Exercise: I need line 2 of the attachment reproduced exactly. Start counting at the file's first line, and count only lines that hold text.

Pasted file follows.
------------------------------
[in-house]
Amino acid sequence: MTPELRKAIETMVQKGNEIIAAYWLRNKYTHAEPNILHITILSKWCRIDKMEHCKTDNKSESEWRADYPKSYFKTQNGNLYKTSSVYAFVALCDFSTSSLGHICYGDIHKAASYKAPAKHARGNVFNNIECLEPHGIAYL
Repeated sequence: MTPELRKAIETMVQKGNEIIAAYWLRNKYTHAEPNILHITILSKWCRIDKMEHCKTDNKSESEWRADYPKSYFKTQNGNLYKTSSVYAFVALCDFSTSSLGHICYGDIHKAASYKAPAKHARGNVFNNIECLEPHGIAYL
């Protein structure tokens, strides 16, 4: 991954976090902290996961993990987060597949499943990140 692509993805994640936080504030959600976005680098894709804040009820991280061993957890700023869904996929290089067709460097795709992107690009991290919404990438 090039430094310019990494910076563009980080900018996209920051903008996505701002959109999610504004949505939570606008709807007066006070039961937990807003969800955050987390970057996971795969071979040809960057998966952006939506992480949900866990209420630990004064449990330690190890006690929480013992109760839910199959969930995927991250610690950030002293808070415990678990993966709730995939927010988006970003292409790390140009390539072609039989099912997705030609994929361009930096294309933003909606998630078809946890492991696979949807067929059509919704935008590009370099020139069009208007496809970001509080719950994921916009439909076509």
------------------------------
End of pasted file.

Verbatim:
Amino acid sequence: MTPELRKAIETMVQKGNEIIAAYWLRNKYTHAEPNILHITILSKWCRIDKMEHCKTDNKSESEWRADYPKSYFKTQNGNLYKTSSVYAFVALCDFSTSSLGHICYGDIHKAASYKAPAKHARGNVFNNIECLEPHGIAYL